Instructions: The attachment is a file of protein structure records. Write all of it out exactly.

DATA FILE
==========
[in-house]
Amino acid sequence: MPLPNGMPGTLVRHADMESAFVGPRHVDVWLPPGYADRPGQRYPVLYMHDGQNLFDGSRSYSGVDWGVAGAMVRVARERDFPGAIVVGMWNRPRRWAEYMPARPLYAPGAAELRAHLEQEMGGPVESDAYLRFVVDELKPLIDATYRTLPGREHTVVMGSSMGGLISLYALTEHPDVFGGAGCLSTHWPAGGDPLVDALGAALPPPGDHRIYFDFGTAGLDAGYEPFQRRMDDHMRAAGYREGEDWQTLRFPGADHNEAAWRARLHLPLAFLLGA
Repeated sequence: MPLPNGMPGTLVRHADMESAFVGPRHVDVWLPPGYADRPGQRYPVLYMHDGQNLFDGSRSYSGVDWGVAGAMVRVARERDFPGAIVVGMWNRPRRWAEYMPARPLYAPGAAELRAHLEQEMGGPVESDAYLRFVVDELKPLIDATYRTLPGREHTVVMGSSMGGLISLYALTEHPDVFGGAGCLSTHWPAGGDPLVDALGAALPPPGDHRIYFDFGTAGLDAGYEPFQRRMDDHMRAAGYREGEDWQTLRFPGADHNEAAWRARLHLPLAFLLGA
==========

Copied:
[in-house]
Amino acid sequence: MPLPNGMPGTLVRHADMESAFVGPRHVDVWLPPGYADRPGQRYPVLYMHDGQNLFDGSRSYSGVDWGVAGAMVRVARERDFPGAIVVGMWNRPRRWAEYMPARPLYAPGAAELRAHLEQEMGGPVESDAYLRFVVDELKPLIDATYRTLPGREHTVVMGSSMGGLISLYALTEHPDVFGGAGCLSTHWPAGGDPLVDALGAALPPPGDHRIYFDFGTAGLDAGYEPFQRRMDDHMRAAGYREGEDWQTLRFPGADHNEAAWRARLHLPLAFLLGA
Repeated sequence: MPLPNGMPGTLVRHADMESAFVGPRHVDVWLPPGYADRPGQRYPVLYMHDGQNLFDGSRSYSGVDWGVAGAMVRVARERDFPGAIVVGMWNRPRRWAEYMPARPLYAPGAAELRAHLEQEMGGPVESDAYLRFVVDELKPLIDATYRTLPGREHTVVMGSSMGGLISLYALTEHPDVFGGAGCLSTHWPAGGDPLVDALGAALPPPGDHRIYFDFGTAGLDAGYEPFQRRMDDHMRAAGYREGEDWQTLRFPGADHNEAAWRARLHLPLAFLLGA